Wednesday, May 18, 2011

Why I Don't Read Mysteries

When people ask me what I read, I always say "anything but a mystery". And it's true. I don't read many thriller or horror books, but I'll read one rarely. I never read mysteries. I just can't get into them. After some mulling over, here are my reasons why.

  • Skipping Ahead
    I'm one of those people who invariably skips around in books. Usually when I'm between 1/3rd and 1/2 way through, I skip and read the last 5-10 pages. If I'm in a particularly tense (or boring) moment, I'll pop ahead 20 pages or so to see if it resolves okay (or picks up). This is a bit harder to do on my ereader (a Nook) and on audiobooks. I might be able to handle a mystery in one of those formats, but maybe not. When I'm reading ahead on any type of book but a mystery, knowing the ending only makes it sweeter because I can't wait to see how they get there. With a mystery, it kills it for me.

  • The Helpful Civilian/Amateur Detective
    There are many series mysteries that featuring detectives, forensic investigators, and the like. That I have no problem with. What irks me are the series that feature ordinary citizens who become amateur detectives. There is always someone, like an antiques dealer, who is continually running into murders, arson, and other assorted crimes as they go about their daily business. I've never been even tangentially close to a murder or arson case and if I did, I'd probably run the other way trusting that the boys in blue would take care of it, but not so our amateur sleuths. And the police never seem to mind their help, in fact they welcome it.

    If there is anything I know about police work, it is that they welcome help from untrained community members. At no point would they stop to question why this particular antique dealer comes across a dead body with every estate sale find. They would instead rejoice that their burden is lightened by some random stranger. (This entire paragraph should be read in the sarcasm font.)

    This leads me to my next point (which is really a side note/rant)...

  • A Side Rant on Angela Lansbury
    I used to love watching Murder, She Wrote as a kid. A kindly, grandmotherly woman who solves mysteries? Perfect. As an adult though, I have some questions. If you were friends with Angela Lansbury, wouldn't you at some point say, "Dear Angela, you're very sweet, I treasure our friendship, but wherever you go dead bodies appear. I am uninviting you to the weekend getaway at our country house and am going to ask you to never contact me again." I've also developed two theories about her.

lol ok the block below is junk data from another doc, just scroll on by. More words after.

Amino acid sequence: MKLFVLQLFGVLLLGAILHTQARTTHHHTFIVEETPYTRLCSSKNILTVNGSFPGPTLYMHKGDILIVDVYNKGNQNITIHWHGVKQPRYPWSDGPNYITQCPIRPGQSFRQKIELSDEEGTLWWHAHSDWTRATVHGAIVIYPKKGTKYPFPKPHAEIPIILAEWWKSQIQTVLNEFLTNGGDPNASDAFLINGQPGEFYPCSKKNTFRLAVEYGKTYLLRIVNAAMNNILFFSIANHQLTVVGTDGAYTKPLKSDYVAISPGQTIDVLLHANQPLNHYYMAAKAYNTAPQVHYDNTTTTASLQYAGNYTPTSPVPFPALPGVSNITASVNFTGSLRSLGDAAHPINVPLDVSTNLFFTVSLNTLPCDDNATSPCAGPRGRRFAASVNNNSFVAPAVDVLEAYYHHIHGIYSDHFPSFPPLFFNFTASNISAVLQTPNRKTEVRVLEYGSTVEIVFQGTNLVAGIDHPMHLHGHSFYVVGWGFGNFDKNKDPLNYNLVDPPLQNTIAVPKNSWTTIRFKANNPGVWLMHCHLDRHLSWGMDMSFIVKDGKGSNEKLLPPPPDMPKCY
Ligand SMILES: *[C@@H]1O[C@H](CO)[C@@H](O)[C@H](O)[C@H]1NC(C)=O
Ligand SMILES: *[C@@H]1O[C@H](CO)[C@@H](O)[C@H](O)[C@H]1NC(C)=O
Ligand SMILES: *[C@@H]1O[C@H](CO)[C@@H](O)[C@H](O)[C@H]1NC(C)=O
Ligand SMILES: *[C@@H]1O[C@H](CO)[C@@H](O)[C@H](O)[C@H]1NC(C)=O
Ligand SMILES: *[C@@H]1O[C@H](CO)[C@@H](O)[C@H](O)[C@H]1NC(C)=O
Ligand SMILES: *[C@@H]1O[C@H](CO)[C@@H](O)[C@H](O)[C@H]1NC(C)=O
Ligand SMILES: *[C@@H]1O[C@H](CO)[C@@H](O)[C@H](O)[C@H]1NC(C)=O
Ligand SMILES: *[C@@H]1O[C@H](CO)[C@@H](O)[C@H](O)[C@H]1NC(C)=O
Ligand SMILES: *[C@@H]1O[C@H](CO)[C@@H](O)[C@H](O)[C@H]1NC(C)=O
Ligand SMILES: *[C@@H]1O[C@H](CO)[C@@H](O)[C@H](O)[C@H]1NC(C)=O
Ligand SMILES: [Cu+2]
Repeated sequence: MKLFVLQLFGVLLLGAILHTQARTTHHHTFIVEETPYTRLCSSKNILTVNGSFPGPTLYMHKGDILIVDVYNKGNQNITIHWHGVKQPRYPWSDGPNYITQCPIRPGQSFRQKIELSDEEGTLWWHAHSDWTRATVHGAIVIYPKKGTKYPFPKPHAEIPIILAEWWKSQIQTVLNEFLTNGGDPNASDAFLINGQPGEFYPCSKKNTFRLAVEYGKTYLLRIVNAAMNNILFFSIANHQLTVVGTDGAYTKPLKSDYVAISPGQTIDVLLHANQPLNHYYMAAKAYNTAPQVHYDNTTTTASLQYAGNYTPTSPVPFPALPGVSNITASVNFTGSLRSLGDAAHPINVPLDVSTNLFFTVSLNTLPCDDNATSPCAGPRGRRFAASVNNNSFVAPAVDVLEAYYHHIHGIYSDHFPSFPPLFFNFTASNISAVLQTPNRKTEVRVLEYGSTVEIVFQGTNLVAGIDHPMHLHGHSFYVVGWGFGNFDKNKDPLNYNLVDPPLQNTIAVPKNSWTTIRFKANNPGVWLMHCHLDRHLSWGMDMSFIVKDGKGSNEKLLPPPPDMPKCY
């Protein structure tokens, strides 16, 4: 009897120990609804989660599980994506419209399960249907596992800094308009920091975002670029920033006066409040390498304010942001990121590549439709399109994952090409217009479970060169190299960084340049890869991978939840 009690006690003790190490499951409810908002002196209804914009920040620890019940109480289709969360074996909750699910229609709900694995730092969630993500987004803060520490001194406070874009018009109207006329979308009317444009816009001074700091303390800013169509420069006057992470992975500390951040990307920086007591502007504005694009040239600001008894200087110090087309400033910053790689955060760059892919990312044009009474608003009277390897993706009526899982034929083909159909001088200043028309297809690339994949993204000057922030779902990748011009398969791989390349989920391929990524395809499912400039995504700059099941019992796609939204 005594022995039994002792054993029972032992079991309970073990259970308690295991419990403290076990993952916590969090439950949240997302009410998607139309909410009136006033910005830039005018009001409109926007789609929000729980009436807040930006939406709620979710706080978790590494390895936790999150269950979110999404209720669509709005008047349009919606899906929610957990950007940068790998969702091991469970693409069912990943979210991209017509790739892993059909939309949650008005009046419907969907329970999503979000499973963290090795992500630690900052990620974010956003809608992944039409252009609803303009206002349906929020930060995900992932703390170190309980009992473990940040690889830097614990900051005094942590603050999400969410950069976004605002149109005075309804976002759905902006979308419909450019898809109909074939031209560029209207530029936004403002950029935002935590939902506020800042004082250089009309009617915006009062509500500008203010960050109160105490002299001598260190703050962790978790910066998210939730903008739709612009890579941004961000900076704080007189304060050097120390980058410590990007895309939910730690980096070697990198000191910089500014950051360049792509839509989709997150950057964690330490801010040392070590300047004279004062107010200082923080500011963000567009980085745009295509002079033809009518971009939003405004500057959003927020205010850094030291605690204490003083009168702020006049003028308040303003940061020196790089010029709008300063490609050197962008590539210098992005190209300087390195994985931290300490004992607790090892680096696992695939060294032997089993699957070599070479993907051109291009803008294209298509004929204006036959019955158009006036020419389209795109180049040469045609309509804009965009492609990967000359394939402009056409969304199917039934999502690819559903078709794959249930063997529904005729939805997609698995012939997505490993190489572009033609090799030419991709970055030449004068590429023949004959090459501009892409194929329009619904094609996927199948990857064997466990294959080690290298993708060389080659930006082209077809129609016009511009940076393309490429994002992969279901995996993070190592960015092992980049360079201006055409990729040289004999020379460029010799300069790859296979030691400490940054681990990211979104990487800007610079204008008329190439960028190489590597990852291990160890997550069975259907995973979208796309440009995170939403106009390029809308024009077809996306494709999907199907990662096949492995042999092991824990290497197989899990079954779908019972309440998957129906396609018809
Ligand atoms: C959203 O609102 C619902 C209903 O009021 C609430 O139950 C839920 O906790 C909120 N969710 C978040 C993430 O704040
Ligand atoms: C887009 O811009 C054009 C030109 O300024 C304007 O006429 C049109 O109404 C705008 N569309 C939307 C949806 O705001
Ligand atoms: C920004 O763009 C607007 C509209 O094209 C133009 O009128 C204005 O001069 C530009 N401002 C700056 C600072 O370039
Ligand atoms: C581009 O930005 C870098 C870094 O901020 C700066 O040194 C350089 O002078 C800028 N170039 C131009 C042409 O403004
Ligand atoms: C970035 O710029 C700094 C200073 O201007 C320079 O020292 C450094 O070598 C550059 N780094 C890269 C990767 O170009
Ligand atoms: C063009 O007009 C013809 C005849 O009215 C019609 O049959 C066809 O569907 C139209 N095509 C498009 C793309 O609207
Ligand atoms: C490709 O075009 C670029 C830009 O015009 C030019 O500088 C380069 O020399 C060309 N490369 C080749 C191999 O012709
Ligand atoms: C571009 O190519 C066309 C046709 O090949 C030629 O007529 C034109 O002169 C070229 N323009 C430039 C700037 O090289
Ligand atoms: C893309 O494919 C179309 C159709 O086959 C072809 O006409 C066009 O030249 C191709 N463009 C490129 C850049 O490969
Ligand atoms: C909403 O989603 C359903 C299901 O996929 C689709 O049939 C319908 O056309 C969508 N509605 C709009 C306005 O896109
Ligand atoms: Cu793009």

1. Angela Lansbury is being stalked by a serial killer. This killer passionately loves our heroine and kills for her. He then leaves enough evidence framing someone else that the object of his affection can (incorrectly) identify a culprit and be hailed a hero.
    2. Angela Lansbury is a serial killer, but she's had a psychotic break and is entirely unaware of it (like Fight Club). She's been framing people for her murders for years, no wonder she can always catch the "killer" before the police - she's planting the evidence!

  • Handling Reader's Advisory
    Now while I don't read mysteries, millions of patrons do. These patrons are deserving of my help when they come to the library desk seeking a recommendation for the next book to read. When I was a youth librarian, I tried reading a few mysteries. (Children's books are shorter). Though I imagine that if the police are thrilled about adult amateur sleuths, they must be over the moon to have the help of minors. However The Westing Game by Raskin is the only mystery book I've ever enjoyed. As an adult services librarian, I concentrate on reading reviews, blogs, articles and the like to keep me up to date on trends in mysteries. It works well enough. You can't be an expert in everything. Sometimes being a generalist means getting an overview instead of an in depth look.

1 comment:

Francesca said...

Totally with you on "Murder She Wrote." I would never have invited her anywhere. My ex-husband and I used to call it "Murder She Committed" or "Murder She Hoped."